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Infants Exposed to Hepatitis C Virus During Pregnancy Often Are Not Screened for Infection After Delivery

Due to the opioid epidemic, the rate of hepatitis C virus infection among pregnant women increased 60 percent between 2006 and 2014, according to a study, yet only 30 percent of infants exposed to the virus were screened for infection.

The study, "Hepatitis C Virus Screening Among Children Exposed During Pregnancy," will be published in the June 2018 issue of Pediatrics. Researchers analyzed a database of 87,924 pregnant women who delivered babies at Pittsburgh University Medical Center hospital and identified 1,043 (1.2%) as having a hepatitis C virus infection. The women infected with the virus were more likely to be younger than 30; white; have Medicaid; have opiate use disorder; and have other substance use than uninfected women. Of the 1,043 infants that delivered, 363 were receiving well-child care at the same hospital system at 1 year of age. Only 96 of the 363 infants (30%) were screened for hepatitis C virus. Without appropriate screening, children at risk for perinatal transmission may remain undiagnosed until they become symptomatic. Hepatitis C infection can lead to irreversible liver disease.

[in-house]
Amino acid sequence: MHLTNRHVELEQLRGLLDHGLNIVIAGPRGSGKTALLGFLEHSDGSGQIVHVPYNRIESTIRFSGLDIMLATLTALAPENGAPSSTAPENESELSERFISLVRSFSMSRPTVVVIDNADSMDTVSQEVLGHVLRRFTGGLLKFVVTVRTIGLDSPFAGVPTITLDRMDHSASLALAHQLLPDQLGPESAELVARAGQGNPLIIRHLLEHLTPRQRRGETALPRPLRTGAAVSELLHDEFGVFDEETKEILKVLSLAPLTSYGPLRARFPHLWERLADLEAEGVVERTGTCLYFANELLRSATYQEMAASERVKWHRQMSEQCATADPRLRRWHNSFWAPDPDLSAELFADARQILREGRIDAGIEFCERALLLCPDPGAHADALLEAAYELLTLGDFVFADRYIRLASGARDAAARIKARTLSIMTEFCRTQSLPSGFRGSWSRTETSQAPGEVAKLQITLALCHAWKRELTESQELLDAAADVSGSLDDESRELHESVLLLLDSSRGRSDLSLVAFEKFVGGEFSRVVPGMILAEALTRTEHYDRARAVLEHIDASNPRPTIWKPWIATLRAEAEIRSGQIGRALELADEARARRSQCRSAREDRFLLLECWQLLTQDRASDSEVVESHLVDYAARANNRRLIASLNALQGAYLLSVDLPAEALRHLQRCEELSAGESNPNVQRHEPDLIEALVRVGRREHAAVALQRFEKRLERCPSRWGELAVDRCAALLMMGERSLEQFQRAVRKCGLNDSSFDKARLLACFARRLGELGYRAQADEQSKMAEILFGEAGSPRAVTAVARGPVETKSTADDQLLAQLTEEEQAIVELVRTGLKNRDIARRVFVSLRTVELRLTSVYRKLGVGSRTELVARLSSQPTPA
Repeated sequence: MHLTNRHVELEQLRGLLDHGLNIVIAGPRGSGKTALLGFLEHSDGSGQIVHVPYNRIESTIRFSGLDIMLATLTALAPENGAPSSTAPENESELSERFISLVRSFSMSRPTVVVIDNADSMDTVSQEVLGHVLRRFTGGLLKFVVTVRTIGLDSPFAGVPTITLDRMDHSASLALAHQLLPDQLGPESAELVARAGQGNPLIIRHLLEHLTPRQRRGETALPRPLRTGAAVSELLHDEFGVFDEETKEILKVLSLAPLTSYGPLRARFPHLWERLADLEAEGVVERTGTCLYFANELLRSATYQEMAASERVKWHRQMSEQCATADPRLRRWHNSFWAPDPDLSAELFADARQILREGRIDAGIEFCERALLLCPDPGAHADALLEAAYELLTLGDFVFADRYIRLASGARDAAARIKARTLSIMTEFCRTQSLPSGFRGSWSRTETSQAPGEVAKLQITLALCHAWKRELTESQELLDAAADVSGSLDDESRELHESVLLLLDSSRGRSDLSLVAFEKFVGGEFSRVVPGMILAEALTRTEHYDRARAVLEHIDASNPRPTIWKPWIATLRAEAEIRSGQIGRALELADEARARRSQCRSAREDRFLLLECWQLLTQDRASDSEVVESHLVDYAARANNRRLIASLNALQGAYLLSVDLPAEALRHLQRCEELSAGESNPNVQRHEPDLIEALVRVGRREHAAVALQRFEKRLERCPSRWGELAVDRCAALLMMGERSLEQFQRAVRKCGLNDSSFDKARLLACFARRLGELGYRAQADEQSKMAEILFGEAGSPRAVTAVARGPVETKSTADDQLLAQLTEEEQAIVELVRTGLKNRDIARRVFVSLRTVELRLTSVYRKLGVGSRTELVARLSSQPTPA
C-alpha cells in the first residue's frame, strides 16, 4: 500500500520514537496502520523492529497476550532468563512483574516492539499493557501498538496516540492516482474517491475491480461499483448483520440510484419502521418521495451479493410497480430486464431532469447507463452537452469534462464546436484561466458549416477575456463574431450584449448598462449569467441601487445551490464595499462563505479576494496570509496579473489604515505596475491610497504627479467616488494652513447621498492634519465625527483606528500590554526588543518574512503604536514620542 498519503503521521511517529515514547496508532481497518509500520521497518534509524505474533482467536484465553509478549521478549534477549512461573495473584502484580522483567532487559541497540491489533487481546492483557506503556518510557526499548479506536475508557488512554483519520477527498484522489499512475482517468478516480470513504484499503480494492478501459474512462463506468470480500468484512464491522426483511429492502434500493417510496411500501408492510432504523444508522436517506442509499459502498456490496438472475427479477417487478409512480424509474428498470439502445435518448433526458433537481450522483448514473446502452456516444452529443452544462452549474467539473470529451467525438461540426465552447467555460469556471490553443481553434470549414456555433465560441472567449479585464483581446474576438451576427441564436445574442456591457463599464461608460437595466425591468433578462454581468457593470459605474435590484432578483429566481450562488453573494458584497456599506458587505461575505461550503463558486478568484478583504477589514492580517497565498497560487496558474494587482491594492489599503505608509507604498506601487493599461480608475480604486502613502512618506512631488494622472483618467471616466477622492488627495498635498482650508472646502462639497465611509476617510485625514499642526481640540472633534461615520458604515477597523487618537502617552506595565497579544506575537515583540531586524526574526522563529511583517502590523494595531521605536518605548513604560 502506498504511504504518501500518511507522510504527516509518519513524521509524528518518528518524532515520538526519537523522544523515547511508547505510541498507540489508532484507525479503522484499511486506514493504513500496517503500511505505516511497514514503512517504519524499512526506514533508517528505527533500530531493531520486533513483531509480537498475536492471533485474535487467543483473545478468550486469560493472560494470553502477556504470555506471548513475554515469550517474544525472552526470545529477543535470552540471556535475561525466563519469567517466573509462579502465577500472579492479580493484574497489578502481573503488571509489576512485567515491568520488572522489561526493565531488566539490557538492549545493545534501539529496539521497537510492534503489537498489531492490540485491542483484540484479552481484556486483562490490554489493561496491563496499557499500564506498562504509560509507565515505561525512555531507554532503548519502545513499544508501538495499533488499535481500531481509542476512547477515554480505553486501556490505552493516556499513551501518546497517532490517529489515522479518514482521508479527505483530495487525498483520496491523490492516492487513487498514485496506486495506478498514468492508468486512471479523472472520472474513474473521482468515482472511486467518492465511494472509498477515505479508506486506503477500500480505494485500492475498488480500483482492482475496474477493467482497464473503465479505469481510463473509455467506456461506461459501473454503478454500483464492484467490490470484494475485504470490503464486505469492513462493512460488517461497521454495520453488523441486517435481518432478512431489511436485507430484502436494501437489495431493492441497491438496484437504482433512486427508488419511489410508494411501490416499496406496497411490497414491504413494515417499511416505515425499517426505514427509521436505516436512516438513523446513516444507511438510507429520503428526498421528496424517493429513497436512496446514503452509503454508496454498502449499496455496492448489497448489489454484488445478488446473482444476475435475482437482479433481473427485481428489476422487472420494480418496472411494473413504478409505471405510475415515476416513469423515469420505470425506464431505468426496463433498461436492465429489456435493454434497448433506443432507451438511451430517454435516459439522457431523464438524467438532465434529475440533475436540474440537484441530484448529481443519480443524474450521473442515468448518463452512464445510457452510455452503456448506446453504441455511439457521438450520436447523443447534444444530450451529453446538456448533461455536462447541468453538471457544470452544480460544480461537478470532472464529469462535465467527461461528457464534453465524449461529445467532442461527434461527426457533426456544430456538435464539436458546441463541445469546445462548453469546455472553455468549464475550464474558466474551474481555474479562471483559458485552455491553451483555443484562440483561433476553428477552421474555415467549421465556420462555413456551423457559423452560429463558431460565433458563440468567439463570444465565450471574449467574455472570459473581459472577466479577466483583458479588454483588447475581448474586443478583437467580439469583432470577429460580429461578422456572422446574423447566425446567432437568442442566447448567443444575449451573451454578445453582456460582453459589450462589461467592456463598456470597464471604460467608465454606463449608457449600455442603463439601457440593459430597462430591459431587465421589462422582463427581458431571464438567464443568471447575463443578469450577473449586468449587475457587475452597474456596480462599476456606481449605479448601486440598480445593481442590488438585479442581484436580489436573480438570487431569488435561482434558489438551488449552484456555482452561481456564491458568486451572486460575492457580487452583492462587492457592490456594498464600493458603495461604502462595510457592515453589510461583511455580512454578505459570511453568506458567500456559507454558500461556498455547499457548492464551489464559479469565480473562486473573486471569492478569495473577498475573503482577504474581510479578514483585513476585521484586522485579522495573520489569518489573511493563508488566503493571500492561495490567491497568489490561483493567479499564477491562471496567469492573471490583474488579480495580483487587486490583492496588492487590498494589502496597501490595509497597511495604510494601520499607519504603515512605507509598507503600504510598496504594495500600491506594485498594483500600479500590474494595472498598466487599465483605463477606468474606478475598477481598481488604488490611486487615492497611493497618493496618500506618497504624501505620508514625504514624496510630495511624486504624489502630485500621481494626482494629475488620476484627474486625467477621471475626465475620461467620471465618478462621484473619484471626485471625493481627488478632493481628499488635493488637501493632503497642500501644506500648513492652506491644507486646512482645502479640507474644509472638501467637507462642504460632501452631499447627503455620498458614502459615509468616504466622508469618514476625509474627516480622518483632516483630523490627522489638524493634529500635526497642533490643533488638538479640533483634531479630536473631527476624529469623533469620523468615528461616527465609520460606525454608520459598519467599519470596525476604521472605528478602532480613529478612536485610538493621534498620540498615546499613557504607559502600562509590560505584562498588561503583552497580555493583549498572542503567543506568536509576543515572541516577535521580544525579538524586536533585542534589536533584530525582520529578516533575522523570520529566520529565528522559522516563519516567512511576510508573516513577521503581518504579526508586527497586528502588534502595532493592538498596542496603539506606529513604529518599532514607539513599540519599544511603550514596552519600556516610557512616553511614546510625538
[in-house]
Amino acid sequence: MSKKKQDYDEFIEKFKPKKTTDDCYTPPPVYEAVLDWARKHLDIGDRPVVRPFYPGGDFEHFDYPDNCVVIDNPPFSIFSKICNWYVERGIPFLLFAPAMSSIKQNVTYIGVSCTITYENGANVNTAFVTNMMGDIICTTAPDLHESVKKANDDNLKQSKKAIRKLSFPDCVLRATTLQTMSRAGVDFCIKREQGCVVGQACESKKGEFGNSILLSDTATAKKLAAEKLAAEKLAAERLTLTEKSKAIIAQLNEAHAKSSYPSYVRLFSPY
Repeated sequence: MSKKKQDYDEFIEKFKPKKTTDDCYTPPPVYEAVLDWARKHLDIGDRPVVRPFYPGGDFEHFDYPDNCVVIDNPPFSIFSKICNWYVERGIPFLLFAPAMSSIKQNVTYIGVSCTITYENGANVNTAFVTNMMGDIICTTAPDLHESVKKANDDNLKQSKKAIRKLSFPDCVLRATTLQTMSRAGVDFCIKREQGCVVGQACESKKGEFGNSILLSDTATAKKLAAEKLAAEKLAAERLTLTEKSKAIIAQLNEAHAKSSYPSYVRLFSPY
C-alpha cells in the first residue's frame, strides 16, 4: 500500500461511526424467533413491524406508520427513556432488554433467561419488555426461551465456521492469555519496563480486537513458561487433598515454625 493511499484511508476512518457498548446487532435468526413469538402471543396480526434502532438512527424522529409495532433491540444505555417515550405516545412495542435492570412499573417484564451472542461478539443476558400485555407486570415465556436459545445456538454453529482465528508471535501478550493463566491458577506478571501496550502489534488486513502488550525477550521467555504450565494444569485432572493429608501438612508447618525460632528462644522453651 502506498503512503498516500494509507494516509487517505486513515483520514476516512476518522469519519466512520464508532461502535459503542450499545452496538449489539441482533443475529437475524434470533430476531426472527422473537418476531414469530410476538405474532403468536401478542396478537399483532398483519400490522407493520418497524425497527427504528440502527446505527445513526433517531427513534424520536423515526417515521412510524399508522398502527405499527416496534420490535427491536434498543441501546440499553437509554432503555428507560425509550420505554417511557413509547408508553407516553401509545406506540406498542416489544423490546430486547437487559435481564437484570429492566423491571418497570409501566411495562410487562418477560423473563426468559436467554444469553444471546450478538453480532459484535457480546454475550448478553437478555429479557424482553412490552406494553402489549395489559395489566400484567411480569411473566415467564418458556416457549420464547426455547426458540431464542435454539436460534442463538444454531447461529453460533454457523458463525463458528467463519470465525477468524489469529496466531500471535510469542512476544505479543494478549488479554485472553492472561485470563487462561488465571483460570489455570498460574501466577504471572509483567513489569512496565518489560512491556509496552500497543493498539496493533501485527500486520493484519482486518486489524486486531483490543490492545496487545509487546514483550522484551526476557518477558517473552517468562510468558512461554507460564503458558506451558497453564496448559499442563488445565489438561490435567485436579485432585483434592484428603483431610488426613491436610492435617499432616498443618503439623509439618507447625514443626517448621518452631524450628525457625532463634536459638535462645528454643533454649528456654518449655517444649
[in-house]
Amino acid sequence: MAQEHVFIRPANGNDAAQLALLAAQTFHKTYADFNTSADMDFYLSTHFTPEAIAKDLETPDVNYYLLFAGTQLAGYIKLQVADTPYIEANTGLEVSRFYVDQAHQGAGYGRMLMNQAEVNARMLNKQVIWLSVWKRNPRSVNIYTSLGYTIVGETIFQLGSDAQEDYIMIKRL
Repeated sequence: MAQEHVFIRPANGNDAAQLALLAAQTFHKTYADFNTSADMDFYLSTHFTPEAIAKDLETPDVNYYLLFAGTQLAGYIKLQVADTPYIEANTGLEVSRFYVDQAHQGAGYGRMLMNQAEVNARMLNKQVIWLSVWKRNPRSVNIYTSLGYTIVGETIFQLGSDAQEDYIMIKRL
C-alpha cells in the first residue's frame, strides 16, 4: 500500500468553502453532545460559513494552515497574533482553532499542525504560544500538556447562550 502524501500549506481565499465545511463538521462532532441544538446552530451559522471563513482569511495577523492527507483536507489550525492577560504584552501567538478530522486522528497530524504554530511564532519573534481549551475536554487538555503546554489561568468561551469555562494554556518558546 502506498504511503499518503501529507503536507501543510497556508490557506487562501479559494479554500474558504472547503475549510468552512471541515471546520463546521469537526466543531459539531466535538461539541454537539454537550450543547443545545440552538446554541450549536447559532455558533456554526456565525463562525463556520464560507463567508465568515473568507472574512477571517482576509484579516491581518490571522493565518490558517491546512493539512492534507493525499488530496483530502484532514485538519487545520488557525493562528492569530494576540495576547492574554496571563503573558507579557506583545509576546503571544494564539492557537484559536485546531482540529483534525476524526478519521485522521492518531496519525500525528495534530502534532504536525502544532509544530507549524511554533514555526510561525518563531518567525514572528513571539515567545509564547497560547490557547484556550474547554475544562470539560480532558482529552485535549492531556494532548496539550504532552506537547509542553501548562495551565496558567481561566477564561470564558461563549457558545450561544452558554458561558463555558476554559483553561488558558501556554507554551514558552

The study authors recommend consideration of a universal hepatitis C screening during pregnancy, especially in high prevalence areas.

Additional Information from

5/2/2018 12:00 AM
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